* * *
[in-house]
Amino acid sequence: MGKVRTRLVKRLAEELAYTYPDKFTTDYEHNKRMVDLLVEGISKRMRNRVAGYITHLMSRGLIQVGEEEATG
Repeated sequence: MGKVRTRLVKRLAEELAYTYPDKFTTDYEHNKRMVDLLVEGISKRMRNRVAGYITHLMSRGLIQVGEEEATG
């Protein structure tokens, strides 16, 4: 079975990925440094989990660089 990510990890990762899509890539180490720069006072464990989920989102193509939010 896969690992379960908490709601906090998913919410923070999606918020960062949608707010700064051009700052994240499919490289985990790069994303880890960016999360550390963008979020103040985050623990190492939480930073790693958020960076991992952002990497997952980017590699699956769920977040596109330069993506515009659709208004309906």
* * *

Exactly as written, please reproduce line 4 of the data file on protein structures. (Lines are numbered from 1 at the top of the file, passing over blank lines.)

């Protein structure tokens, strides 16, 4: 079975990925440094989990660089 990510990890990762899509890539180490720069006072464990989920989102193509939010 896969690992379960908490709601906090998913919410923070999606918020960062949608707010700064051009700052994240499919490289985990790069994303880890960016999360550390963008979020103040985050623990190492939480930073790693958020960076991992952002990497997952980017590699699956769920977040596109330069993506515009659709208004309906």